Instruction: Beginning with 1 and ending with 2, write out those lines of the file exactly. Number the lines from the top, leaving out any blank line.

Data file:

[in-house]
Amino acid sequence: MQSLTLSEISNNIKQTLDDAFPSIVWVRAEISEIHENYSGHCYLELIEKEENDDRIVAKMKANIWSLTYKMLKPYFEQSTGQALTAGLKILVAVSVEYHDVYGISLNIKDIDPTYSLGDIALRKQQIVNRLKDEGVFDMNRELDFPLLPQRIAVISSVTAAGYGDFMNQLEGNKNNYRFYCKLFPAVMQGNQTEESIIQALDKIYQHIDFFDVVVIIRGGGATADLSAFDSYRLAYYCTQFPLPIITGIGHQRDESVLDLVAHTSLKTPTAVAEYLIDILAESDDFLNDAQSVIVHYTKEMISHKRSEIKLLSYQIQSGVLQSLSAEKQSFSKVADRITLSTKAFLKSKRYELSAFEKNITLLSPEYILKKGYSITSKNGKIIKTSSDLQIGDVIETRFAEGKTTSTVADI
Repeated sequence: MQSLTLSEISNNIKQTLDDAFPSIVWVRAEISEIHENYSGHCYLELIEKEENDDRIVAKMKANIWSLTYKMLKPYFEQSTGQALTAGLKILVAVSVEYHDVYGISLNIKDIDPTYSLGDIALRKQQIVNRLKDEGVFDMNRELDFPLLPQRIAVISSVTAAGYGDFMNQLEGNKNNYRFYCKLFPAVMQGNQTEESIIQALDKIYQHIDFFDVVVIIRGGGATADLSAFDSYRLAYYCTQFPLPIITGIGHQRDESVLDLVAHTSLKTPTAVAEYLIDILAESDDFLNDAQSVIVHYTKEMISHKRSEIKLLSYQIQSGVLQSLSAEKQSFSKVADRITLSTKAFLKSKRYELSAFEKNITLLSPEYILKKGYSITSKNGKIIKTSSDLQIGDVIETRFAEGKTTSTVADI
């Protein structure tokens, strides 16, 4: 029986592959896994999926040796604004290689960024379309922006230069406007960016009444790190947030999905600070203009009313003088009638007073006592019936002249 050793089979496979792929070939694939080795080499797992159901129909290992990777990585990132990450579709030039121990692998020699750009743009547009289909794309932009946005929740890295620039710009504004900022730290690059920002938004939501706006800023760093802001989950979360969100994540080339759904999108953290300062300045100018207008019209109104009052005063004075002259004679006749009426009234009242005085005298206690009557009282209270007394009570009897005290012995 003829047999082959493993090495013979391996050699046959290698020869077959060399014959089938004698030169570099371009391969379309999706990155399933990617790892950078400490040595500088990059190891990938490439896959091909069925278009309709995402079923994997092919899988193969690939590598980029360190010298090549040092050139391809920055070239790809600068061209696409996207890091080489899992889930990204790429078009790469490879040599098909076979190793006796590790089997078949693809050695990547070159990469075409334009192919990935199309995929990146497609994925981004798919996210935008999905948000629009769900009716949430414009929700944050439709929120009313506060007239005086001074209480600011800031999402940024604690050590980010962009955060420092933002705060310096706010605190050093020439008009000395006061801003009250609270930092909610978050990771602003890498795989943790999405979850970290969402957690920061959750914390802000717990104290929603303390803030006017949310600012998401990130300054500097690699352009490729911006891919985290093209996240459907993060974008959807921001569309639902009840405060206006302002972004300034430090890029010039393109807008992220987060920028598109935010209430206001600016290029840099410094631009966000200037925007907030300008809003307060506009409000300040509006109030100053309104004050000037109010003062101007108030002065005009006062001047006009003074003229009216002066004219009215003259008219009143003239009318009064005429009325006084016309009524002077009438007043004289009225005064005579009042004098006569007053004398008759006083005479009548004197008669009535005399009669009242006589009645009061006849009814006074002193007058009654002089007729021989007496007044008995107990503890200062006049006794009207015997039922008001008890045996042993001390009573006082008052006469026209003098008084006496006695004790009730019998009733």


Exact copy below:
[in-house]
Amino acid sequence: MQSLTLSEISNNIKQTLDDAFPSIVWVRAEISEIHENYSGHCYLELIEKEENDDRIVAKMKANIWSLTYKMLKPYFEQSTGQALTAGLKILVAVSVEYHDVYGISLNIKDIDPTYSLGDIALRKQQIVNRLKDEGVFDMNRELDFPLLPQRIAVISSVTAAGYGDFMNQLEGNKNNYRFYCKLFPAVMQGNQTEESIIQALDKIYQHIDFFDVVVIIRGGGATADLSAFDSYRLAYYCTQFPLPIITGIGHQRDESVLDLVAHTSLKTPTAVAEYLIDILAESDDFLNDAQSVIVHYTKEMISHKRSEIKLLSYQIQSGVLQSLSAEKQSFSKVADRITLSTKAFLKSKRYELSAFEKNITLLSPEYILKKGYSITSKNGKIIKTSSDLQIGDVIETRFAEGKTTSTVADI